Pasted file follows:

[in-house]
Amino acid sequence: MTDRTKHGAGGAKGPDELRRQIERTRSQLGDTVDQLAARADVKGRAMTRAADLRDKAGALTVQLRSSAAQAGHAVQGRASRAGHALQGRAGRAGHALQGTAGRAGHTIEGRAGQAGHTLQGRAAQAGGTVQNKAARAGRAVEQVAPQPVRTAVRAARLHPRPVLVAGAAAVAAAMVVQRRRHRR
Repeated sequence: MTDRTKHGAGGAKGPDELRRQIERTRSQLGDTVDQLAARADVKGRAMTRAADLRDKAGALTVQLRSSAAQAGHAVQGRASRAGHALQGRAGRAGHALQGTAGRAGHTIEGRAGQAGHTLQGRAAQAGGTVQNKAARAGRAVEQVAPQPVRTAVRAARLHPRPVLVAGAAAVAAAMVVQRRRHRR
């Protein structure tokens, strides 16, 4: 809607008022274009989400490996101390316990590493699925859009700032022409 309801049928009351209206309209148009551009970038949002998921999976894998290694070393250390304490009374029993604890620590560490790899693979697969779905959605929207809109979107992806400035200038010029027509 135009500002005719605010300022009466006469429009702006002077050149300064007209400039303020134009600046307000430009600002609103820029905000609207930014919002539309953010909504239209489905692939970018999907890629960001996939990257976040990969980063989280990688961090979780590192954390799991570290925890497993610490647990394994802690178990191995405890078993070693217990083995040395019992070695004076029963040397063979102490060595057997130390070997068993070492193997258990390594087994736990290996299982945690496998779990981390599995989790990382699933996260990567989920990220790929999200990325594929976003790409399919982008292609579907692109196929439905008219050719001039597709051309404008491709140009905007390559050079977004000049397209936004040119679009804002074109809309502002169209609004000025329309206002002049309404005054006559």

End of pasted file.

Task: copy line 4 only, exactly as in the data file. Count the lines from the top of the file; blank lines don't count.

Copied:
């Protein structure tokens, strides 16, 4: 809607008022274009989400490996101390316990590493699925859009700032022409 309801049928009351209206309209148009551009970038949002998921999976894998290694070393250390304490009374029993604890620590560490790899693979697969779905959605929207809109979107992806400035200038010029027509 135009500002005719605010300022009466006469429009702006002077050149300064007209400039303020134009600046307000430009600002609103820029905000609207930014919002539309953010909504239209489905692939970018999907890629960001996939990257976040990969980063989280990688961090979780590192954390799991570290925890497993610490647990394994802690178990191995405890078993070693217990083995040395019992070695004076029963040397063979102490060595057997130390070997068993070492193997258990390594087994736990290996299982945690496998779990981390599995989790990382699933996260990567989920990220790929999200990325594929976003790409399919982008292609579907692109196929439905008219050719001039597709051309404008491709140009905007390559050079977004000049397209936004040119679009804002074109809309502002169209609004000025329309206002002049309404005054006559």